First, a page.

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RE: The Details Of NW's Selection Of The A330...

Tue Jul 03, 2001 2:30 am

This article completely overlooks Northwest's pacific operations! What are they gonna do? Just have to wait and see I guess... Im thinking more 747-400's. Northwest has the 747-400, why want the A340-600?
 
Airbus A3XX
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RE: The Details Of NW's Selection Of The A330...

Tue Jul 03, 2001 2:50 am

I thought only UA and AA are the only American Airlines that are allowed to fly to LHR. Correct me if I am wrong.
 
Guest

RE: The Details Of NW's Selection Of The A330...

Tue Jul 03, 2001 3:05 am

N312RC:

'Northwest has the 747-400, why want the A340-600?'

Well,

Lufthansa has the 747-400, yet they've ordered the A340-600;
Cathay Pacific has the 747-400, but they'll also get the A340-600;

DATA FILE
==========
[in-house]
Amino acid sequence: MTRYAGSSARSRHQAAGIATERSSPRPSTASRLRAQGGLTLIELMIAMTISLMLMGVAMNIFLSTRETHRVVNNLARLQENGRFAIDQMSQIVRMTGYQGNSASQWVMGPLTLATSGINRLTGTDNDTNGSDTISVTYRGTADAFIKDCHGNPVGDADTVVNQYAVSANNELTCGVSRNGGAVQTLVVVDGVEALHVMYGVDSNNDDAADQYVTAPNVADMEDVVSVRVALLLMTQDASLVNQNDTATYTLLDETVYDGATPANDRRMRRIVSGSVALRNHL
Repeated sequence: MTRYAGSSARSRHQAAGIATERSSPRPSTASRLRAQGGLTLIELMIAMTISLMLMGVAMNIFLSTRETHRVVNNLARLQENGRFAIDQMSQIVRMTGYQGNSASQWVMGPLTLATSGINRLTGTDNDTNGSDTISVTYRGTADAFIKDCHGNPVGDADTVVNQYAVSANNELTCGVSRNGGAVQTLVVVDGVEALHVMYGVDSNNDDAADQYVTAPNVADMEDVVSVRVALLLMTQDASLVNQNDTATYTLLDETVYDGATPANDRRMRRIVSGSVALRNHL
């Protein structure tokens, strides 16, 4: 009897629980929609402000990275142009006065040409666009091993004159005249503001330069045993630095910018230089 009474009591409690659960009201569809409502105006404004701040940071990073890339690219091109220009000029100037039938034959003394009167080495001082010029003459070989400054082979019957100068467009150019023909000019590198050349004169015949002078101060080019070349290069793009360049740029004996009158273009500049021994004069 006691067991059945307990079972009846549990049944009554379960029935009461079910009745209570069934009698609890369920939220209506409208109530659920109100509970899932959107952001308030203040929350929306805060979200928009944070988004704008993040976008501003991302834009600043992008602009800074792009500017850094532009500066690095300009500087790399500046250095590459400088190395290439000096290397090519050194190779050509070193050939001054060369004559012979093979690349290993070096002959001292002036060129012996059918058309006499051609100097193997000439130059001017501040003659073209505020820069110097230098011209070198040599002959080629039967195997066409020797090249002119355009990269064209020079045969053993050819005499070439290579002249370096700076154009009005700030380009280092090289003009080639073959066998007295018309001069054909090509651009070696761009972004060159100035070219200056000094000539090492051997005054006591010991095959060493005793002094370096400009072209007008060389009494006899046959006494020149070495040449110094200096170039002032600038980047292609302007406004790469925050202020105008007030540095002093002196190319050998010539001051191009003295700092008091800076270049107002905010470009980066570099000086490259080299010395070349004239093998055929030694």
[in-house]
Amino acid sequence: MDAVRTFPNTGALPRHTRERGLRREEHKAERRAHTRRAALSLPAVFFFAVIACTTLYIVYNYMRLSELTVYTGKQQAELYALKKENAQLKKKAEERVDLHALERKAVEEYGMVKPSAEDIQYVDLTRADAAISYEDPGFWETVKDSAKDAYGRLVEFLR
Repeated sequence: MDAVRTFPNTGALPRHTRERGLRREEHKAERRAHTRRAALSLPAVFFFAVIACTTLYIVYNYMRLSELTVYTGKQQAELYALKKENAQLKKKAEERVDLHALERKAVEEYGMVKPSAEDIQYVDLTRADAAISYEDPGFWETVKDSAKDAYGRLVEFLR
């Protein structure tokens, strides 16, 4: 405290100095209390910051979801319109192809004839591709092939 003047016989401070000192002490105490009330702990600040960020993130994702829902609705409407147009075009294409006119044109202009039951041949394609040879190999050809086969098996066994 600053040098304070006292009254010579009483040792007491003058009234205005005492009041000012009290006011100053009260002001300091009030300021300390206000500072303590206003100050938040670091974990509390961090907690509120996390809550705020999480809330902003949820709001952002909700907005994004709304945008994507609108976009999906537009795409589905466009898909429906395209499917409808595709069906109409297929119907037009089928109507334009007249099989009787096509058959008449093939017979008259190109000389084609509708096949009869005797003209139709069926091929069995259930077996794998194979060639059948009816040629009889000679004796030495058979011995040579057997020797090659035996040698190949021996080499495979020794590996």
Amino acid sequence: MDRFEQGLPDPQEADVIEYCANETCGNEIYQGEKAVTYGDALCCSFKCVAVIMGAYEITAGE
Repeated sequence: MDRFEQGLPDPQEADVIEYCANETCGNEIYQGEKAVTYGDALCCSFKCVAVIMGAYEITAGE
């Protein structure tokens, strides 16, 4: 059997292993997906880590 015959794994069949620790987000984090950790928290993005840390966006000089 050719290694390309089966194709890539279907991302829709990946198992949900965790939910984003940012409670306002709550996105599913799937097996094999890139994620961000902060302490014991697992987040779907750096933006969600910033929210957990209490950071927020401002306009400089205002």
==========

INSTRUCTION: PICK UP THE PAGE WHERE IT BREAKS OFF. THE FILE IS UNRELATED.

JAL has a huge 747-400 fleet, yet they've ordered the 777-300ER;
Air France has the 747-400, but ordered the 777-300ER...

So I'm guessing it would make sense to operate both. Remember that both the A340-600 and the 777-300ER can take more cargo than the 744.

Greetings Big grin
 
XFSUgimpLB41X
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RE: The Details Of NW's Selection Of The A330...

Tue Jul 03, 2001 3:36 am

Glad you guys like the article. As far as rumor mills go: So far most people i have talked to from within the airline think that NW is leaning toward the 772 or 773 for the 742 replacement. Nothing in stone.. but it these people knew what was going to happen more than a year before the DC-10 replacements were announced.
Chicks dig winglets.
 
tripple7
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RE: The Details Of NW's Selection Of The A330...